14. The second contention was that the letter (Annexure D) dated 28th July, 1965, whereby the petitioner was informed that the President had decided that his disability could not be regarded as either attributable to or aggravated by his service, and the later (Annexure G)., dated 10th November, 1965, whereby the petitioner was informed in reply to his appeal that the government of India found no reason to alter the earlier decision, did not mention the reasons for the decisions and the rejection of his appeal, that it was only when, he preferred another appeal (Annexure H) on 3rd January, 1966 that a reply (Annexure H-1) dated 27th January, 1966 was sent to the petitioner rejecting the said appeal and mentioning that the reasons for the rejection of his appeal was that at the time of the accident he was traveling on his own scooter and without the permission of his higher authorities, that the said reason was abandoned in paragraph 6 of the counter-affidavit as it was found that there was abundant evidence to show that the petitioner had obtained the necessary permission from his higher authorities, and a new ground was put forward for the first time in the said paragraph that the material point was not whether the petitioner had obtained permission to travel by scooter or not, but whether the journey performed was a public expense, and that it was not open to the respondent to put forward the new ground as it was just an afterthought. This contention also has no force. The reasons for the decision against the petitioner were mentioned in the later (Annexure H-1) as under:-

'As regards the reasons for rejection of your case, I am to inform you that at the time of accident, you were traveling on your own scooter and without the permission of your higher authorities. Under the existing rules you were not on duty at the time of accident and your disability which is the result of that accident, cannot be viewed as attributable to or aggravated by Military service'

It is clear from the above extract that two reasons and not one were mentioned in the said letter, viz., (1) that the petitioner was traveling on his own scooter and without the permission of his higher authorities, and (2) that under the existing rules he was not on duty at the time of the accident and it was then stated, apparently for the said two reasons, that his disability which was the result of that accident could not be viewed as attributable to or aggravated by Military service. It is not, thereforee, correct to say that and was put forward for the first time in the counter-affidavit. The second contention of the learned counsel is thus without a basis and has to be rejected.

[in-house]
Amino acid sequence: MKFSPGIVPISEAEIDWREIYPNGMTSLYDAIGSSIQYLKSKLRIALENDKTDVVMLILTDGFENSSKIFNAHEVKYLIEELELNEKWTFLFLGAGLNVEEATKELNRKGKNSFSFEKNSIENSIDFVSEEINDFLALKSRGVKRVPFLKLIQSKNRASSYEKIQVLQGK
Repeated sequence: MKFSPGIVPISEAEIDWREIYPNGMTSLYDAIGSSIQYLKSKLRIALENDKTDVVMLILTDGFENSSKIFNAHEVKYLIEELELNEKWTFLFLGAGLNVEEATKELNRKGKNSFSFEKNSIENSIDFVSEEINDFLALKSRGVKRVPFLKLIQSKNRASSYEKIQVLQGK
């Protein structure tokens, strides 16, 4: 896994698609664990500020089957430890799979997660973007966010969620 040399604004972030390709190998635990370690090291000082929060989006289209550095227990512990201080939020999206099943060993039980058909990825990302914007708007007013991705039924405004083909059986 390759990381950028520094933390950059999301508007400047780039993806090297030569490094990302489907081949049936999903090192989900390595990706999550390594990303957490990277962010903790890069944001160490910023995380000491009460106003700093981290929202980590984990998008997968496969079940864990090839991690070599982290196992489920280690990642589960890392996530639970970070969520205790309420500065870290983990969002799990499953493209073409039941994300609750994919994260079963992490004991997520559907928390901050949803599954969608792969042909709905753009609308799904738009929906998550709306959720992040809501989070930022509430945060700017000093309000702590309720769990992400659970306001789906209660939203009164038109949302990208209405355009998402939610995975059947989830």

15. However, in paragraph 6 of the counter-affidavit it was first stated that the Government was not in a position to substantiate the statement of the petitioner in paragraph 6 of his writ petition, apparently referring to the subsequent that he had obtained the permission of his higher authorities and it was then stated that the material point was not whether the petitioner had obtained permission to travel by scooter or not, but whether the journey performed was at public expense. Thus, the first reason mentioned in the letter (Annexure H-1) dated 27th January 1966, was not sought to be maintained, and reliance was placed on the second reason only. Shri. Brij Bans Kishore, learned counsel for the respondent also proceeded on the said basis and did not seek to reply upon the first reason. and confined his arguments to the second reason. This leads us now to the third contention of Shri. Kirpal.

16. The third contention was that the petitioner was in fact proceeding to his leave station at public expense at the time of the accident, and was, thereforee 'on duty' within the meaning of Rule 6 (c) of the Rules in Appendix Ii to the Pension Regulations for the Army. As already pointed out, Rule 48 of the Pension Regulations for the Army provides that an officer on who is retired from Military service on account of disability which is attributable for an aggravated by such service, may be awarded disability pension, and that the question whether a disability is attributable to or aggravated by Military service shall be determined under the Rules in Appendix Ii to the said Regulations. Rule 2 in Appendix Ii provides that disablement shall be accepted as due to Military service provided it is due to a wound or injury which arose during Military service. Rule 6 in Appendix Ii provides that in respect of accidents, injuries sustained when the man is 'on duty' will be deemed to have been arisen in or resulted from Army Service Clause (c) of Rule 6 provides that a person is considered to be 'on duty' when proceeding to his leave station 'at public expense'.